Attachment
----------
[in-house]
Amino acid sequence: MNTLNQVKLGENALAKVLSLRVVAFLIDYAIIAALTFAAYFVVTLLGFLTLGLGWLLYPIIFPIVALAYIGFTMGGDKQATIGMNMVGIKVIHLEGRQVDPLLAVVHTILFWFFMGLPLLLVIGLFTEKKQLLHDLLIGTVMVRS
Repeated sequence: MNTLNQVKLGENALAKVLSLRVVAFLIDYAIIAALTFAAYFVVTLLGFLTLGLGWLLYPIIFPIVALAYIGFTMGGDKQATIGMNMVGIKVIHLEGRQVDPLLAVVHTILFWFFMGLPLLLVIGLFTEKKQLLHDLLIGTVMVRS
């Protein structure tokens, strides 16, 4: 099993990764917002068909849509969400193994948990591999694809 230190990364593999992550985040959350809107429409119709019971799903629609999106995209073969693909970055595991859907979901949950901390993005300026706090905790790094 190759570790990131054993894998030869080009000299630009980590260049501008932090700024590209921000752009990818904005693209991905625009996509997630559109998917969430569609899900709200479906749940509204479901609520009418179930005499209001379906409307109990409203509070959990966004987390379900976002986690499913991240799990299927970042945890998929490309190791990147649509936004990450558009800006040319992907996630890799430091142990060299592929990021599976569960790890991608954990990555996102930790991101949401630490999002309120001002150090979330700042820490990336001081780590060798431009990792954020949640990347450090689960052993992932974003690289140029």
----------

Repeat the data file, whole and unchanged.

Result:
[in-house]
Amino acid sequence: MNTLNQVKLGENALAKVLSLRVVAFLIDYAIIAALTFAAYFVVTLLGFLTLGLGWLLYPIIFPIVALAYIGFTMGGDKQATIGMNMVGIKVIHLEGRQVDPLLAVVHTILFWFFMGLPLLLVIGLFTEKKQLLHDLLIGTVMVRS
Repeated sequence: MNTLNQVKLGENALAKVLSLRVVAFLIDYAIIAALTFAAYFVVTLLGFLTLGLGWLLYPIIFPIVALAYIGFTMGGDKQATIGMNMVGIKVIHLEGRQVDPLLAVVHTILFWFFMGLPLLLVIGLFTEKKQLLHDLLIGTVMVRS
């Protein structure tokens, strides 16, 4: 099993990764917002068909849509969400193994948990591999694809 230190990364593999992550985040959350809107429409119709019971799903629609999106995209073969693909970055595991859907979901949950901390993005300026706090905790790094 190759570790990131054993894998030869080009000299630009980590260049501008932090700024590209921000752009990818904005693209991905625009996509997630559109998917969430569609899900709200479906749940509204479901609520009418179930005499209001379906409307109990409203509070959990966004987390379900976002986690499913991240799990299927970042945890998929490309190791990147649509936004990450558009800006040319992907996630890799430091142990060299592929990021599976569960790890991608954990990555996102930790991101949401630490999002309120001002150090979330700042820490990336001081780590060798431009990792954020949640990347450090689960052993992932974003690289140029």